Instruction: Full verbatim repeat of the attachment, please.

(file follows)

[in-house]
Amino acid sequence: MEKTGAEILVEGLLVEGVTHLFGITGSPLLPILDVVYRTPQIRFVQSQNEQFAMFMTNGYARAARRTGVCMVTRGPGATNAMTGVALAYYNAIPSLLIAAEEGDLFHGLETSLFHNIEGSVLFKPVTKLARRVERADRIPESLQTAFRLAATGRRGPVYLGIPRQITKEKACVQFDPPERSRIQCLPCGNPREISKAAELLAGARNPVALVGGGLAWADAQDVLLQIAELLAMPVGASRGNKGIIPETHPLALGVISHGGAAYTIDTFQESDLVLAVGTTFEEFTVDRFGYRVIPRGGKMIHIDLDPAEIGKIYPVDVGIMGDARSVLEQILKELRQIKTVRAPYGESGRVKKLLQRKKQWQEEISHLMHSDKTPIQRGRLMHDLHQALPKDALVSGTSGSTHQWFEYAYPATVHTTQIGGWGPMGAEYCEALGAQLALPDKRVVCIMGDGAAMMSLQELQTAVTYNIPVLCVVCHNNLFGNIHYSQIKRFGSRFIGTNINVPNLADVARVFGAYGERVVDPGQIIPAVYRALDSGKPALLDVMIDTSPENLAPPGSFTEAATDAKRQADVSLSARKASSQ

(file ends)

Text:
[in-house]
Amino acid sequence: MEKTGAEILVEGLLVEGVTHLFGITGSPLLPILDVVYRTPQIRFVQSQNEQFAMFMTNGYARAARRTGVCMVTRGPGATNAMTGVALAYYNAIPSLLIAAEEGDLFHGLETSLFHNIEGSVLFKPVTKLARRVERADRIPESLQTAFRLAATGRRGPVYLGIPRQITKEKACVQFDPPERSRIQCLPCGNPREISKAAELLAGARNPVALVGGGLAWADAQDVLLQIAELLAMPVGASRGNKGIIPETHPLALGVISHGGAAYTIDTFQESDLVLAVGTTFEEFTVDRFGYRVIPRGGKMIHIDLDPAEIGKIYPVDVGIMGDARSVLEQILKELRQIKTVRAPYGESGRVKKLLQRKKQWQEEISHLMHSDKTPIQRGRLMHDLHQALPKDALVSGTSGSTHQWFEYAYPATVHTTQIGGWGPMGAEYCEALGAQLALPDKRVVCIMGDGAAMMSLQELQTAVTYNIPVLCVVCHNNLFGNIHYSQIKRFGSRFIGTNINVPNLADVARVFGAYGERVVDPGQIIPAVYRALDSGKPALLDVMIDTSPENLAPPGSFTEAATDAKRQADVSLSARKASSQ